public static void main(String args[]){                                                                              
Colorful d=new Colorful();                                                                                                               
}                                                                                                                                                           
}

Output –

Rainbow is mesmerizing                                                                                               Colors are amazing

*Sometimes the compiler implicitly adds super( ) to our code.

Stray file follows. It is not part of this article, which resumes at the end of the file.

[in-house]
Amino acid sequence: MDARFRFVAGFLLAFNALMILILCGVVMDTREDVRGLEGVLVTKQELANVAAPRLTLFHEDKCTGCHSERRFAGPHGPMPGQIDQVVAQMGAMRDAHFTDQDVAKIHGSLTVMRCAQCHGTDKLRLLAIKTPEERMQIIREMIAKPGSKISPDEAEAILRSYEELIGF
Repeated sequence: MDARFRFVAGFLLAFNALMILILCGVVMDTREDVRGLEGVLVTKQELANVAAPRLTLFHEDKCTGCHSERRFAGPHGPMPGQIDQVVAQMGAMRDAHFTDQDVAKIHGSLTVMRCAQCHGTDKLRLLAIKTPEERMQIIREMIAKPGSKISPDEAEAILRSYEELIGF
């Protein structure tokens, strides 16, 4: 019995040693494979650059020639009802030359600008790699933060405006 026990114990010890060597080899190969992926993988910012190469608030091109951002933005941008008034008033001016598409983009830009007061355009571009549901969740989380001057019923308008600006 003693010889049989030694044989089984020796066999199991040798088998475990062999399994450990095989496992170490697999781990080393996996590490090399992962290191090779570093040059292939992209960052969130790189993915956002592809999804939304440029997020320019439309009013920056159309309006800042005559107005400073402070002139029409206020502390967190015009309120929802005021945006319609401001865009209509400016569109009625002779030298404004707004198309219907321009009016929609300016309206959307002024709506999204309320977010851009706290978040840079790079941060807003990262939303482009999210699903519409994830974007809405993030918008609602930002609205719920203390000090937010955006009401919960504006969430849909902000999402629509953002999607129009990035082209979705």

Wrapper Classes in Java  

Prerequisites

Primitive data types: These are the inbuilt data types that serve as the basic types for the derived (reference types). For example byte, int, float, short, boolean etc.

What is wrapper class?

The wrapper class converts the primitive data type into objects. Some of the wrapper classes are Byte, Short, Integer, Long, Float, Double, Character and Boolean. Primitive data types are themselves wrapped up by java classes. Such classes are called Wrapper classes or type wrappers. It is helpful in creating objects of these classes that will be similar to the primitive data types. This concept is also termed autoboxing or boxing and the reverse of this is unboxing.

Some Primitive data types that represent the wrapper classes.

Primitive Data TypeWrapper Class
ByteByte
ShortShort
IntInteger
LongLong
FloatFloat
DoubleDouble
CharCharacter 
BooleanBoolean